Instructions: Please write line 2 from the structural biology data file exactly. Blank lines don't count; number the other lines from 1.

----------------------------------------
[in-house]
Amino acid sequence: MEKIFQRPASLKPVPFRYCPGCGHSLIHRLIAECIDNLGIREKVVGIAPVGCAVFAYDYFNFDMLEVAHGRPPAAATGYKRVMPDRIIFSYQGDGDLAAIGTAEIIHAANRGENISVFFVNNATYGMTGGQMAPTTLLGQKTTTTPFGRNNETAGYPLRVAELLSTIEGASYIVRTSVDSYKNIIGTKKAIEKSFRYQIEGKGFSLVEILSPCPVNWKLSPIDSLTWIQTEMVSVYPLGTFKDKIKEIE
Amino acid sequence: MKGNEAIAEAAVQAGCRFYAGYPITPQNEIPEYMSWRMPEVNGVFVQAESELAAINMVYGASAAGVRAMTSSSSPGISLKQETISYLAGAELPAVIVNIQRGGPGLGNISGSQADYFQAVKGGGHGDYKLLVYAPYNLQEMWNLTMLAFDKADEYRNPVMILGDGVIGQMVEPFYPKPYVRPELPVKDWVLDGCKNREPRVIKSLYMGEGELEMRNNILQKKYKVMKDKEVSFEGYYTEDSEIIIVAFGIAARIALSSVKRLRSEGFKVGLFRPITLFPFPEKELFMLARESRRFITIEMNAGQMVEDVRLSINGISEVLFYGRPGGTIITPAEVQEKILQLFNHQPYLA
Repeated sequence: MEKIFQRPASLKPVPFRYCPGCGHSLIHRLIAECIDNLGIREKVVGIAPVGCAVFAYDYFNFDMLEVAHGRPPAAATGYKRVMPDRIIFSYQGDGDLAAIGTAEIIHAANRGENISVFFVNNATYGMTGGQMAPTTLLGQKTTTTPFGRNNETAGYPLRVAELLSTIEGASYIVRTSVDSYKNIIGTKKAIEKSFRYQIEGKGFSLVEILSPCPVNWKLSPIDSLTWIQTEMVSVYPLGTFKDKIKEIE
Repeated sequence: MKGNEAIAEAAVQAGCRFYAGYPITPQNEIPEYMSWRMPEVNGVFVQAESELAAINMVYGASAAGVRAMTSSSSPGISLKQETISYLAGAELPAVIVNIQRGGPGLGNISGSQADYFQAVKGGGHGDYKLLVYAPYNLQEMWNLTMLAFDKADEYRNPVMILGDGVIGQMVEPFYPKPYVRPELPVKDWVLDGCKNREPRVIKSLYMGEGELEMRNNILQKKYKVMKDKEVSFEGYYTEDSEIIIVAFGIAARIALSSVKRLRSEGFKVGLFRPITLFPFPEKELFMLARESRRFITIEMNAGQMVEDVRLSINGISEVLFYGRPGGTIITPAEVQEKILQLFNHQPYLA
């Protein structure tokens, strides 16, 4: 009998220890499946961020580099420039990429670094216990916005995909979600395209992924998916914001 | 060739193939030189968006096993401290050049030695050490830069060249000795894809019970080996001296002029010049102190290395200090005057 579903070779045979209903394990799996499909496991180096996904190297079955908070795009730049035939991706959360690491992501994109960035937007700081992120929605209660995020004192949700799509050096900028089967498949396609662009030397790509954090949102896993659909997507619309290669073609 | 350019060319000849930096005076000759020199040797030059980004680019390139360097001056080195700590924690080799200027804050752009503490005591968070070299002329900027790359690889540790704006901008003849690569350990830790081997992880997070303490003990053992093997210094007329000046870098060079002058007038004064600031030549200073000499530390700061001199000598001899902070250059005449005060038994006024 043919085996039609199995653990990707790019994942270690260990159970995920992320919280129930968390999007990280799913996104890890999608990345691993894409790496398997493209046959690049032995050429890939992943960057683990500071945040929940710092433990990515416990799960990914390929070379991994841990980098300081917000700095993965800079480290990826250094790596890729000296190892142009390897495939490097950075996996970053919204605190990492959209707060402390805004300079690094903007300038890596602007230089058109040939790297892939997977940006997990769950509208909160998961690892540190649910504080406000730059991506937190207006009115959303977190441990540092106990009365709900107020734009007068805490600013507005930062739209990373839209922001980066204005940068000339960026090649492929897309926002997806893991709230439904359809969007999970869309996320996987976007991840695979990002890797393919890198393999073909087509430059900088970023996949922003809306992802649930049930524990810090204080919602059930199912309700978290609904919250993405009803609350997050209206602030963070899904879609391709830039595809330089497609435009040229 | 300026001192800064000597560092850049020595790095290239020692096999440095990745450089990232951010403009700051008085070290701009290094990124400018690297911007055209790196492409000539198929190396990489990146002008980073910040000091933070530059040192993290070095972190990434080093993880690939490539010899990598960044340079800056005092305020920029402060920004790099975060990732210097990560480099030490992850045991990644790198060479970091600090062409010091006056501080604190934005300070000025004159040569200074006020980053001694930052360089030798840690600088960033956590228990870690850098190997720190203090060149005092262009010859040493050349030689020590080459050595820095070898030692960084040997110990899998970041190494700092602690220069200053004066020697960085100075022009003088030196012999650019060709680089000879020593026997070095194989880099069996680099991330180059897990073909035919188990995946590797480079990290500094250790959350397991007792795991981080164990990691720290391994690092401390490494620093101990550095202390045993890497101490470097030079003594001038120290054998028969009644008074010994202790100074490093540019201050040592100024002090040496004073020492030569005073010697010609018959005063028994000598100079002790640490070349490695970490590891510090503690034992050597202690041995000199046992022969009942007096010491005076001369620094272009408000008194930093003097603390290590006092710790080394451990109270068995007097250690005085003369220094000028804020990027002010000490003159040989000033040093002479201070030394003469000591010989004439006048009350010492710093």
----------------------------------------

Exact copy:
Amino acid sequence: MEKIFQRPASLKPVPFRYCPGCGHSLIHRLIAECIDNLGIREKVVGIAPVGCAVFAYDYFNFDMLEVAHGRPPAAATGYKRVMPDRIIFSYQGDGDLAAIGTAEIIHAANRGENISVFFVNNATYGMTGGQMAPTTLLGQKTTTTPFGRNNETAGYPLRVAELLSTIEGASYIVRTSVDSYKNIIGTKKAIEKSFRYQIEGKGFSLVEILSPCPVNWKLSPIDSLTWIQTEMVSVYPLGTFKDKIKEIE